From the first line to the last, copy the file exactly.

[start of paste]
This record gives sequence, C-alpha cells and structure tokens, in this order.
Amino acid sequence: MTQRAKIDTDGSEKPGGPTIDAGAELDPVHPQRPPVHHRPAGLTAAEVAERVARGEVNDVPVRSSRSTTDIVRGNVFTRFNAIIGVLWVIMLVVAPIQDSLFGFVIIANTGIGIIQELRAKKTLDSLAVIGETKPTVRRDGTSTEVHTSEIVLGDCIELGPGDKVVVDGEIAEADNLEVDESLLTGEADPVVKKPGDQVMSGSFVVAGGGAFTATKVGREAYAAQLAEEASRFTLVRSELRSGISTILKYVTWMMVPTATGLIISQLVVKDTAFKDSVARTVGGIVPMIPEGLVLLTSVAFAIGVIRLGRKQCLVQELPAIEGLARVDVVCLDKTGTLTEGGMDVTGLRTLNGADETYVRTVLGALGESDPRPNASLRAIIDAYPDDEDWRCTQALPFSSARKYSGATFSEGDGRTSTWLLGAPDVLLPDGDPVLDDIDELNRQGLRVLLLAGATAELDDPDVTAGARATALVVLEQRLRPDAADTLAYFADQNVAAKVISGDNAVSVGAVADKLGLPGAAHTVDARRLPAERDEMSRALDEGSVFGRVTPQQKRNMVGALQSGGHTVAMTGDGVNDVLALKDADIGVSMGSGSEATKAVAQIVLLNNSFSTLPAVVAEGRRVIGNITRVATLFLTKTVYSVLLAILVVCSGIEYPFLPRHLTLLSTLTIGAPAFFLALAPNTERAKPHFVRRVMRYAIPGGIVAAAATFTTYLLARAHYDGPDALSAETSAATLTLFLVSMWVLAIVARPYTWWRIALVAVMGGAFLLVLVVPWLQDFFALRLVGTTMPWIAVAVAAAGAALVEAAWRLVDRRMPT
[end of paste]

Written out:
This record gives sequence, C-alpha cells and structure tokens, in this order.
Amino acid sequence: MTQRAKIDTDGSEKPGGPTIDAGAELDPVHPQRPPVHHRPAGLTAAEVAERVARGEVNDVPVRSSRSTTDIVRGNVFTRFNAIIGVLWVIMLVVAPIQDSLFGFVIIANTGIGIIQELRAKKTLDSLAVIGETKPTVRRDGTSTEVHTSEIVLGDCIELGPGDKVVVDGEIAEADNLEVDESLLTGEADPVVKKPGDQVMSGSFVVAGGGAFTATKVGREAYAAQLAEEASRFTLVRSELRSGISTILKYVTWMMVPTATGLIISQLVVKDTAFKDSVARTVGGIVPMIPEGLVLLTSVAFAIGVIRLGRKQCLVQELPAIEGLARVDVVCLDKTGTLTEGGMDVTGLRTLNGADETYVRTVLGALGESDPRPNASLRAIIDAYPDDEDWRCTQALPFSSARKYSGATFSEGDGRTSTWLLGAPDVLLPDGDPVLDDIDELNRQGLRVLLLAGATAELDDPDVTAGARATALVVLEQRLRPDAADTLAYFADQNVAAKVISGDNAVSVGAVADKLGLPGAAHTVDARRLPAERDEMSRALDEGSVFGRVTPQQKRNMVGALQSGGHTVAMTGDGVNDVLALKDADIGVSMGSGSEATKAVAQIVLLNNSFSTLPAVVAEGRRVIGNITRVATLFLTKTVYSVLLAILVVCSGIEYPFLPRHLTLLSTLTIGAPAFFLALAPNTERAKPHFVRRVMRYAIPGGIVAAAATFTTYLLARAHYDGPDALSAETSAATLTLFLVSMWVLAIVARPYTWWRIALVAVMGGAFLLVLVVPWLQDFFALRLVGTTMPWIAVAVAAAGAALVEAAWRLVDRRMPT